CBS is applying to recoup one-third of the money it says it spent for The Talk, under the state’s Motion Picture Investor Tax Credit. CBS appears to be eligible for a $700,000 tax credit, whether deducted from other taxes owed the state, sold into the tax-credit market or back to the state at 85 cents on the dollar.

“I’m extremely disappointed he did not show up,” state Rep. John Schroder, R-Covington, said. “If there’s a question he didn’t want to answer, they do a great job of not answering questions anyway.” 

Many cities have eyed the idea of local universities paying property taxes. Center cities have so much tax-exempt property on their rolls that it becomes extremely difficult to raise revenue.  Property taxes on residents become onerous, which makes it that much harder to recruit and retain residents.

Just how far has the city come, in three years under [NOPD Superintendent Ronal] Serpas, in fixing what is widely considered one of the most dysfunctional law enforcement agencies in the nation? According to the city, far enough to trust that it will follow through. … [In] a status report through the end of 2012, Serpas claims the department has completed 60 of the 147 “action items” dictated in the consent decree, and that 80 more are in progress.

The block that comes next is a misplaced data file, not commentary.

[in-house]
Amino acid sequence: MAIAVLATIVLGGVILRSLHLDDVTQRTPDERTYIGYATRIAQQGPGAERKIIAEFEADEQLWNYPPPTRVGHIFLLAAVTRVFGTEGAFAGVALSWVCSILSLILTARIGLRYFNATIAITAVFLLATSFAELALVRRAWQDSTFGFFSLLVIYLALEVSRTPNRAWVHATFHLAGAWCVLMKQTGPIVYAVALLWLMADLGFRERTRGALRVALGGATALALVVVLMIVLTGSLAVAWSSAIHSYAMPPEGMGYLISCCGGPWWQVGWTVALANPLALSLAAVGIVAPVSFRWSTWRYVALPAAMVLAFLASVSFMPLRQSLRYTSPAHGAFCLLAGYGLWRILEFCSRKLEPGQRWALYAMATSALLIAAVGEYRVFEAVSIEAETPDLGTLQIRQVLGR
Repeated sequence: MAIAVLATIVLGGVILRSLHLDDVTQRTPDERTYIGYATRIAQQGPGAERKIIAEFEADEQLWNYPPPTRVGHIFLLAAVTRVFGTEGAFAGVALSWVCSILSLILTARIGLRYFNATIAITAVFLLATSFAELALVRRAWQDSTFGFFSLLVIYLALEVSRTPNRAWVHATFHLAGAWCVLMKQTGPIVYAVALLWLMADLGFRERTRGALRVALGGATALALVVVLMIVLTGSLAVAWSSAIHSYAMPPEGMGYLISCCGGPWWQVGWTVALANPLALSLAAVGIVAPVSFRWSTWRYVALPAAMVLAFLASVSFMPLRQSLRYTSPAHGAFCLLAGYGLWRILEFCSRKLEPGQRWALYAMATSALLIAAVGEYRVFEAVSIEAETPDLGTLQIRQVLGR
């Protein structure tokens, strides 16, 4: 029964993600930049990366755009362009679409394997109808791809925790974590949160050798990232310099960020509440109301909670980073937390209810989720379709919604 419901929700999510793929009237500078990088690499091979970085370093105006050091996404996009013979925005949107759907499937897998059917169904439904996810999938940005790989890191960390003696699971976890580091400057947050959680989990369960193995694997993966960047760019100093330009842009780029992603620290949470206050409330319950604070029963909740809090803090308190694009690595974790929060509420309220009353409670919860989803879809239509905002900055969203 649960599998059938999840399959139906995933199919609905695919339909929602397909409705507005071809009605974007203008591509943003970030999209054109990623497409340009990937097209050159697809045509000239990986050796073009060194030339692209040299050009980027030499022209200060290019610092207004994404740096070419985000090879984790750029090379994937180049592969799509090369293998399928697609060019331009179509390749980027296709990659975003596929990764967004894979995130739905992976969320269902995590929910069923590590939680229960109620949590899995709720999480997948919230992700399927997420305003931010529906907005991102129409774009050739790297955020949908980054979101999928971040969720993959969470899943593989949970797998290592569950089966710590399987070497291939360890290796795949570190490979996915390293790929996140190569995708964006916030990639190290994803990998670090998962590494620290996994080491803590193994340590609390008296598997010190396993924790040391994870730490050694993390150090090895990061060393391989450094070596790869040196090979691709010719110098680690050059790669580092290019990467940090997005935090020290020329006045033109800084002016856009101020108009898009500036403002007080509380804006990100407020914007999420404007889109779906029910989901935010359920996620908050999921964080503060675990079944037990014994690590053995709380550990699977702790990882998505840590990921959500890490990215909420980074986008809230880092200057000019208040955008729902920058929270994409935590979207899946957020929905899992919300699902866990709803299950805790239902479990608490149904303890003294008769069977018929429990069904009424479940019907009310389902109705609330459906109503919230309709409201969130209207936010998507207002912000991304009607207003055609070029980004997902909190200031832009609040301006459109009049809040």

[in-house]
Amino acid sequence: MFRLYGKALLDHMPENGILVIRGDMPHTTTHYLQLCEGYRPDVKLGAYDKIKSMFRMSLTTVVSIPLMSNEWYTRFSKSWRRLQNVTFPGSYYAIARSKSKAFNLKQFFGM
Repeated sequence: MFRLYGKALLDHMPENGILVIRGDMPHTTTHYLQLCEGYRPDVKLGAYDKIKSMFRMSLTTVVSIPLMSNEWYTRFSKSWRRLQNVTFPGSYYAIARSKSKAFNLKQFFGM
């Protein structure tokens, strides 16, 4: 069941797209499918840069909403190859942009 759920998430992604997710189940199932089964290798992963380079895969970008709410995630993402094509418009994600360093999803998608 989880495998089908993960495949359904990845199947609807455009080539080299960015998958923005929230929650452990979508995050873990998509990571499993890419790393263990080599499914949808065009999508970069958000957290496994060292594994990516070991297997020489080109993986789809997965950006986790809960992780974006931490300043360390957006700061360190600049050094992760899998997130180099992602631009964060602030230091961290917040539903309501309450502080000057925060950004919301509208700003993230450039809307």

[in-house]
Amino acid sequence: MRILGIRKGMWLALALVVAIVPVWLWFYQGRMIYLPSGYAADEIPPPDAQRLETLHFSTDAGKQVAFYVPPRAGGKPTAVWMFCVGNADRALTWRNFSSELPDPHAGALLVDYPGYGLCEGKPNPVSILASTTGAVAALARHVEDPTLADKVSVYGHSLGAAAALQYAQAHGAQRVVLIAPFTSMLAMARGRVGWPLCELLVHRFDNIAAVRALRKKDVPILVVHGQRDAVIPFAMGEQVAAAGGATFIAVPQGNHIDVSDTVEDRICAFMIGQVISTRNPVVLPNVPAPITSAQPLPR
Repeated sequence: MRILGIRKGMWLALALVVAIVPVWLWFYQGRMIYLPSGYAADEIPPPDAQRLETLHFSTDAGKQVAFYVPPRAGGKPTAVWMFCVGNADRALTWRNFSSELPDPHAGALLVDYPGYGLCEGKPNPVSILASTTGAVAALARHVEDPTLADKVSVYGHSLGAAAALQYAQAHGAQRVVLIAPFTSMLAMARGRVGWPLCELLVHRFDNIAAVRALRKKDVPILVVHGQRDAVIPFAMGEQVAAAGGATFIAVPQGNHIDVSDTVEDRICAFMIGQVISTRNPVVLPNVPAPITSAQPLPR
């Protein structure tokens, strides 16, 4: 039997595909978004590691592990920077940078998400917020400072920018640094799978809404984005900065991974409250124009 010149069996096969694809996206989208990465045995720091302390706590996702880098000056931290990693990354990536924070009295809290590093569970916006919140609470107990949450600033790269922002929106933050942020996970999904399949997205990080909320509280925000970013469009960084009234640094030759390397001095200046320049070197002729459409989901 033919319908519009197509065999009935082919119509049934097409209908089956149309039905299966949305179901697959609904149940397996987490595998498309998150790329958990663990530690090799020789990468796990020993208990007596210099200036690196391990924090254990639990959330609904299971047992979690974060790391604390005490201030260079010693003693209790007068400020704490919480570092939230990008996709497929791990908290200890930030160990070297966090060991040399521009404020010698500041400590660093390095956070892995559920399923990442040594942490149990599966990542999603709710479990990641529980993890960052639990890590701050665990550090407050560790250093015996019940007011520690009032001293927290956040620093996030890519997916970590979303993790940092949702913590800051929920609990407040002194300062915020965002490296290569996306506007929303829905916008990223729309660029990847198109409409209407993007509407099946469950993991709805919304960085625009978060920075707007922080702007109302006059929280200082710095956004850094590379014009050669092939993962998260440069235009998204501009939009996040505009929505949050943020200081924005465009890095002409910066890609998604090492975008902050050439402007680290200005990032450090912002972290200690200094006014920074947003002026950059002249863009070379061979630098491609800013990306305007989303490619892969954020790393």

I think the key word in that passage is “trust.”

Mark Moseley

Mark Moseley blogs at Your Right Hand Thief. Until mid 2014, Mark Moseley was The Lens' opinion writer, engagement specialist and coordinator for the Charter Schools Reporting Corps. After Katrina and...